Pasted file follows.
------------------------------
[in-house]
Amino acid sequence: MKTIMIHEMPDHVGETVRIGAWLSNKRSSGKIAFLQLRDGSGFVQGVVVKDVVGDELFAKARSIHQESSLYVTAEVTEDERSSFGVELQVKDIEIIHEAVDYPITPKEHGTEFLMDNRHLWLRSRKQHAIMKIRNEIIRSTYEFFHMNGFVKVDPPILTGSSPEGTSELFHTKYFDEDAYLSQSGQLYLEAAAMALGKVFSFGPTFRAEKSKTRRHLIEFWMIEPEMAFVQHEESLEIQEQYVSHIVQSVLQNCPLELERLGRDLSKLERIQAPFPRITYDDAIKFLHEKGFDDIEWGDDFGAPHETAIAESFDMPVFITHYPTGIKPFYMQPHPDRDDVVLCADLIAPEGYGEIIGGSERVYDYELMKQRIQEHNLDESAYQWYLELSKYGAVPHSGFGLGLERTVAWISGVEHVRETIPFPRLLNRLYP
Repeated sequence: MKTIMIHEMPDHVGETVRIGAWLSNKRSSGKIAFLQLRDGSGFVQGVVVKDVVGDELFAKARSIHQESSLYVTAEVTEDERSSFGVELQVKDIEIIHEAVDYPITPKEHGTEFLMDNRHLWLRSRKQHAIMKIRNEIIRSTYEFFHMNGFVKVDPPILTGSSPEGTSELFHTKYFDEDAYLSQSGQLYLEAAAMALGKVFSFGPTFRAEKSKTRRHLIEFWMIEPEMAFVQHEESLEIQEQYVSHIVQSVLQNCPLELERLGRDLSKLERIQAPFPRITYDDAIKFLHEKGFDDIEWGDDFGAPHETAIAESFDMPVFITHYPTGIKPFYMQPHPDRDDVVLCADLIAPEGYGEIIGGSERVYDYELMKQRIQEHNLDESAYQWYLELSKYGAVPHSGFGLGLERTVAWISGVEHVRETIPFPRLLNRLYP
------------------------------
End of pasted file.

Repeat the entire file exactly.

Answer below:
[in-house]
Amino acid sequence: MKTIMIHEMPDHVGETVRIGAWLSNKRSSGKIAFLQLRDGSGFVQGVVVKDVVGDELFAKARSIHQESSLYVTAEVTEDERSSFGVELQVKDIEIIHEAVDYPITPKEHGTEFLMDNRHLWLRSRKQHAIMKIRNEIIRSTYEFFHMNGFVKVDPPILTGSSPEGTSELFHTKYFDEDAYLSQSGQLYLEAAAMALGKVFSFGPTFRAEKSKTRRHLIEFWMIEPEMAFVQHEESLEIQEQYVSHIVQSVLQNCPLELERLGRDLSKLERIQAPFPRITYDDAIKFLHEKGFDDIEWGDDFGAPHETAIAESFDMPVFITHYPTGIKPFYMQPHPDRDDVVLCADLIAPEGYGEIIGGSERVYDYELMKQRIQEHNLDESAYQWYLELSKYGAVPHSGFGLGLERTVAWISGVEHVRETIPFPRLLNRLYP
Repeated sequence: MKTIMIHEMPDHVGETVRIGAWLSNKRSSGKIAFLQLRDGSGFVQGVVVKDVVGDELFAKARSIHQESSLYVTAEVTEDERSSFGVELQVKDIEIIHEAVDYPITPKEHGTEFLMDNRHLWLRSRKQHAIMKIRNEIIRSTYEFFHMNGFVKVDPPILTGSSPEGTSELFHTKYFDEDAYLSQSGQLYLEAAAMALGKVFSFGPTFRAEKSKTRRHLIEFWMIEPEMAFVQHEESLEIQEQYVSHIVQSVLQNCPLELERLGRDLSKLERIQAPFPRITYDDAIKFLHEKGFDDIEWGDDFGAPHETAIAESFDMPVFITHYPTGIKPFYMQPHPDRDDVVLCADLIAPEGYGEIIGGSERVYDYELMKQRIQEHNLDESAYQWYLELSKYGAVPHSGFGLGLERTVAWISGVEHVRETIPFPRLLNRLYP